WHITCHURCH, in the hundred of Cotslow, and deanery of Muresley, lies about five miles from Aylesbury in the road to Buckingham. It had formerly a market on Mondays, granted in 1245, together with a fair on the festival of St. John the Evangelist. The manor was anciently in the Giffards Earls of Buckingham, afterwards in the Bolebecs. Hugh de Bolebec built a castle at Whitchurch, of which the site is plainly discernible, close to the village on the left hand as you pass from Aylesbury to Buckingham. From the Bolebecs this manor passed by a female heir to the Veres Earls of Oxford, by whom it was sold in the reign of Queen Elizabeth to the family of Waterhouse. It was afterwards successively in the families of Watson and Smith. In 1695, it was purchased of a son of Sir Edward Smith, Lord Chief Justice of the Common Pleas in Ireland, by the family of Reynolds, from whom it soon afterwards passed to the Russells. In or about the year 1720, it was purchased of Governor John Russell by the family of Rowlands of Caerau, in the isle of Anglesea. This manor is now the property of dame Rebecca Williams, relict of Sir David Williams bart. and mother of the late Sir David Williams.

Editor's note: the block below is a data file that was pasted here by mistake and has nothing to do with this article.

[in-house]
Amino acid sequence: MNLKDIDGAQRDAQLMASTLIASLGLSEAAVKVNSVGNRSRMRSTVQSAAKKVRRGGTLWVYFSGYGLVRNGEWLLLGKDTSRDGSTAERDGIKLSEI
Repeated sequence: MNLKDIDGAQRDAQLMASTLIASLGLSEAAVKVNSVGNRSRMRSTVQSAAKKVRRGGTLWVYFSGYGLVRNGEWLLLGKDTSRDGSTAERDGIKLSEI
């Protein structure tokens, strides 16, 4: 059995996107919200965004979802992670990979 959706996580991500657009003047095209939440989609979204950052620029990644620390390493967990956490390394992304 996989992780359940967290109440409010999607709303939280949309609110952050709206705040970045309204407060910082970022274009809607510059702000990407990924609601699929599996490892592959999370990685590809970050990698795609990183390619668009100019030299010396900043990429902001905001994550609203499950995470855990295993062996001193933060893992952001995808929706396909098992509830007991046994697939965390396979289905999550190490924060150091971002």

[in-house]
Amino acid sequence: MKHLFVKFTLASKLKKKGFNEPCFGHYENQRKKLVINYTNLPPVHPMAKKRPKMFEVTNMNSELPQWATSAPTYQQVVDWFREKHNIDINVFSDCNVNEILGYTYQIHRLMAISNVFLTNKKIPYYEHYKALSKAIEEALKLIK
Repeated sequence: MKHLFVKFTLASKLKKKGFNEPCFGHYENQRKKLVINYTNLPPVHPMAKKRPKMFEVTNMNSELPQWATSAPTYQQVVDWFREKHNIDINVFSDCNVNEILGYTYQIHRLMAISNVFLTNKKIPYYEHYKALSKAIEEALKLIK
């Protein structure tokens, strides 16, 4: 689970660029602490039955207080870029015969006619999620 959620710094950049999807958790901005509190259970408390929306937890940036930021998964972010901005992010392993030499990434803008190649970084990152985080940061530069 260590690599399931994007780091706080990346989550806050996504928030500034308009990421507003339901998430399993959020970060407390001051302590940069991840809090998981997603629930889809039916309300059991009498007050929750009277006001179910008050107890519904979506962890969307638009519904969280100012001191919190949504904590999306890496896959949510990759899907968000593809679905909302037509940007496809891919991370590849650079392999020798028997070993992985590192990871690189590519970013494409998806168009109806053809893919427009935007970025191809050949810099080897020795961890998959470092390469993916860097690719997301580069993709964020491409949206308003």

In the parish church is a monument of Chief Justice Smith, who died in 1682. The great tithes were appropriated to Woburn abbey. When the parish was inclosed under an act of parliament passed in 1771, allotments of land were assigned to the impropriator and to the vicar in lieu of tithes. The rectorial estate is now the property of Major-general Northey Hopkins, under the will of his uncle the late Richard Hopkins esq. of Oving. The vicarage is the gift of the crown.